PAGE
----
The Ms. Foundation for Women recently released a report on the United States' flawed childcare system. It covered a lot of what you might expect it to cover: the lack of sufficient parental leave, lack of access to affordable childcare, the unequal distribution of parenting responsibility in dual-income households. But what really leapt out at me was how childcare access might affect one's employment decisions.
When I first convinced my husband to let me hop onto his health insurance and go full-time freelance, I wasn't even thinking about the fact that I'd be able to roll out of bed at 8 a.m. and wear yoga leggings and cat slippers all day and go to the supermarket when it was least crowded. "Someday, we're going to have children," I said, "and when we do, I want to be home to raise them. Let me see if I can build a stable career at home."
It would be another seven years before we had our daughter. But as it turns out, that was just the right amount of time in which to build up a mix of regular and not-so regular work that would allow me to feel financially secure and still give me the flexibility to raise a child. And thanks to my advance planning, I didn't have to worry about going back to an office. Finding affordable(ish) daycare. Never seeing my daughter.
Plus I'm saving money I'd rather spend on more important things, and it gives me a flexibility that allows for story times and music classes and yoga and meetings with my local writers' group. Hell, sometimes I don't even wear a bra!
I wondered if parenthood had affected the employment decisions of the other moms and dads in my life. When I polled them, I got a unanimous "hell yes."
Some, like me, went full-on rogue. Like the mom who was a Federal worker. After she had her twin boys, she jumped ship and became a writer. She explained that, though there was a daycare where she worked, it was hard to get into. Not only that, but using it would have automatically made her the sole responsible party when it came to drop-offs and pickups.
Others left behind the working world entirely, choosing to become stay-at-home moms. "I left a high powered, high paying job that I absolutely loved," admits one friend. For a time, she took a part-time job in the same building as her daughters' preschool before leaving that behind as well. Now that her daughters are older, she teaches yoga, which gives her the flexibility to work around her kids' schedules.
Speaking of flexibility, a former colleague of mine took a drastic leap and went back to grad school so she could start over in a new career that would allow her to make her own hours. She now schedules clients around her own daughters' drop-off and pickup times.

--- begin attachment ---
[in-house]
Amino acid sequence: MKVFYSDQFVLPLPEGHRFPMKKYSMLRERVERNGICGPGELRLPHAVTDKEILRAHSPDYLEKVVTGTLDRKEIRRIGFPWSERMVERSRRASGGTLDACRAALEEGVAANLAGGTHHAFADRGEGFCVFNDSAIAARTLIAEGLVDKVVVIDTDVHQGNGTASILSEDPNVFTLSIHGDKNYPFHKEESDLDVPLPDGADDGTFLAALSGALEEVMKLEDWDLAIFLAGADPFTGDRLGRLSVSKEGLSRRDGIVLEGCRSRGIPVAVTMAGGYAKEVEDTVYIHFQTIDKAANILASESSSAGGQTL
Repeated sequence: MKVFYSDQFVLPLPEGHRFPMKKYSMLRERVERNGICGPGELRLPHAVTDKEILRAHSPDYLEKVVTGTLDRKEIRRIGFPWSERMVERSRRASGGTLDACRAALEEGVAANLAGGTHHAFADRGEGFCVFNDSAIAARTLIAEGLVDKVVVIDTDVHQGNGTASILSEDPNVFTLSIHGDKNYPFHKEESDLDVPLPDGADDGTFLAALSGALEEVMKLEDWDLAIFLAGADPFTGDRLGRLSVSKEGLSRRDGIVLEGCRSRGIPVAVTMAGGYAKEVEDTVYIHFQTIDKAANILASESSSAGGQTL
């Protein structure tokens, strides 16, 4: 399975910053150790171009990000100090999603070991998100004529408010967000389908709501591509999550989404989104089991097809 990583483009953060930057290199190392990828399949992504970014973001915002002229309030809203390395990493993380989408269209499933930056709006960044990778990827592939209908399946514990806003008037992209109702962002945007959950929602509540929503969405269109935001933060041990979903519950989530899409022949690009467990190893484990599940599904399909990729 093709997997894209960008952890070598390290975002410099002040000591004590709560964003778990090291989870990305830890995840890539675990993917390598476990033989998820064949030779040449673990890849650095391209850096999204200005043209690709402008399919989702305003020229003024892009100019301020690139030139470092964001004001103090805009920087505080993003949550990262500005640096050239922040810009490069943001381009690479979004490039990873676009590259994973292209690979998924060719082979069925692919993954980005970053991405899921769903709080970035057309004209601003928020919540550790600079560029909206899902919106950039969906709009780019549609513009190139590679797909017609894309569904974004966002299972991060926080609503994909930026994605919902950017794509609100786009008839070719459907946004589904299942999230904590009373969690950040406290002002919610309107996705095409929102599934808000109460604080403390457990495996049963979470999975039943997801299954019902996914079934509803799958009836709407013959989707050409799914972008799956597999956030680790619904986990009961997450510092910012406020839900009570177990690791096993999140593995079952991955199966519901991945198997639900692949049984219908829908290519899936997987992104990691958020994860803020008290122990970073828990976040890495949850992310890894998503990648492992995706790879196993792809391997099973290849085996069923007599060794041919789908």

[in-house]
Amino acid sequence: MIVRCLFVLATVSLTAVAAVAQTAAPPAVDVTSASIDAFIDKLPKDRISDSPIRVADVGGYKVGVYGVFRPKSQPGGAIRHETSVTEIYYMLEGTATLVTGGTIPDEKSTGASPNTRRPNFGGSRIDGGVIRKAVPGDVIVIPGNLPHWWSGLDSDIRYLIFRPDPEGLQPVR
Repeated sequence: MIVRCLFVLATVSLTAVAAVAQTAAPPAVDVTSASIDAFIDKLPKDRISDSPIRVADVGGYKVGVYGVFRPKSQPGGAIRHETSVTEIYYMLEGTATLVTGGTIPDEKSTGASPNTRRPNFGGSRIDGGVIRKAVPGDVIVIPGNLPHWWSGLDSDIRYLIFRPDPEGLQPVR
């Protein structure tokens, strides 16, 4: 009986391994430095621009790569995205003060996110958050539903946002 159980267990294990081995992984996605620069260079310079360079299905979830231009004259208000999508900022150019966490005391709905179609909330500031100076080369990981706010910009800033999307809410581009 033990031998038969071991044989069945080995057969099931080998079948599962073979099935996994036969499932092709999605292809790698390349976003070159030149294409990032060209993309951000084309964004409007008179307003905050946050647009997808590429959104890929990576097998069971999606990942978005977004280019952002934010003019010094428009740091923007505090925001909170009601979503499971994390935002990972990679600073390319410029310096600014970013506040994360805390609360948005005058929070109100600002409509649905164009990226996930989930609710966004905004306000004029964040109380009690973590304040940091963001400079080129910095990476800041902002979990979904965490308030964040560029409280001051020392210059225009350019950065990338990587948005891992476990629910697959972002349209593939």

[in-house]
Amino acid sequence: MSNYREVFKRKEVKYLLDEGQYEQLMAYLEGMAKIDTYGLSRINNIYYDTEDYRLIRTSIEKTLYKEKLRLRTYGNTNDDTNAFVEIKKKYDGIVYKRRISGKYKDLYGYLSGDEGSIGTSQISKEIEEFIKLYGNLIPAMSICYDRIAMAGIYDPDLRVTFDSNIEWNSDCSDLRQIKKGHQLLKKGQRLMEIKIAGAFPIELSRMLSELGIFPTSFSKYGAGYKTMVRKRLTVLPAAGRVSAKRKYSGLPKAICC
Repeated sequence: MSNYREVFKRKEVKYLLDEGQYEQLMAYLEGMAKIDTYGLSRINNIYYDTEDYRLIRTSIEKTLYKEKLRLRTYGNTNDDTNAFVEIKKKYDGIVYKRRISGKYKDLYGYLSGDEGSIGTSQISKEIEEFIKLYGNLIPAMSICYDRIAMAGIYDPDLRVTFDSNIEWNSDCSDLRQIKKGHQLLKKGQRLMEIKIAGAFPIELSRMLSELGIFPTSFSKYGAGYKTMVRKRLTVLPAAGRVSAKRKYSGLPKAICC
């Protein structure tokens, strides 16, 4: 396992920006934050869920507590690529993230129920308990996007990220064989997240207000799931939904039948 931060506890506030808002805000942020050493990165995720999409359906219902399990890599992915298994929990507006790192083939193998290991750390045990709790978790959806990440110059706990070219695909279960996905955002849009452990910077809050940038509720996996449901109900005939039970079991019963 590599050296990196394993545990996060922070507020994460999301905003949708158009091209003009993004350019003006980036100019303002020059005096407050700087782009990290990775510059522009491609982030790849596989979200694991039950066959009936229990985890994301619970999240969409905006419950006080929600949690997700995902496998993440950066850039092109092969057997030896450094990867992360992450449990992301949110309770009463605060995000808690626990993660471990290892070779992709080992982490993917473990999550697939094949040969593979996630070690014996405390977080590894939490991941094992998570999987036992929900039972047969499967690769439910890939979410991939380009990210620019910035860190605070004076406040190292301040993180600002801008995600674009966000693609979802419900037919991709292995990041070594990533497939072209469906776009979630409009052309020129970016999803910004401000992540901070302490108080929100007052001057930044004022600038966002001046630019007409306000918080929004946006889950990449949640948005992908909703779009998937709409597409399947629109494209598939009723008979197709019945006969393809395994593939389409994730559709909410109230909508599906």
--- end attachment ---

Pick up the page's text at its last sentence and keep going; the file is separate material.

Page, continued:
What's most interesting about the responses I received is that all of them were from moms.
Other moms realized the best decision they could make for their kids was to stay put.
"I work for a Top 100 Company for Working Moms," says a woman I met at a new mom support group just a few weeks after giving birth. "I'm inclined to stay there because we have backup child care in the building, flex working arrangements, and paid parental leave." She explains that she's not likely to leave for as long as she's still raising her kids, because few companies offer so much dispensation for mothers.
Another mom with three kids worries that starting a new job would require more time spent proving[ herself to her new employers—more time than she is willing to give while her children are still young. "More time at work translates to more time away from the kids. Time away from the kids means I have to pay someone to handle the responsibilities I currently cover. I love my current job," she says. "I consider myself very lucky that I don't have to switch jobs, but even if I had to, I have made peace with the fact that I won't be able to make the leap until my kids are older."
Other moms agree, saying they've stayed put because they're less willing to take a risk. "I stay where I know the routine," says one mom, "even when I could challenge myself to do something different."
What's most interesting about the responses I received is that all of them were from moms. Though I know there are dads out there who have shifted their working arrangements in response to the new demands of parenthood, it seems most of the dads I know simply assumed the question posed wasn't meant for them.
This is in keeping with research showing that moms are more often the only parent required to transform their lives to make room for their children. There's no question that the few, flawed childcare options available today leave much to be desired.
But I suspect real change won't come until men see that it affects them, too.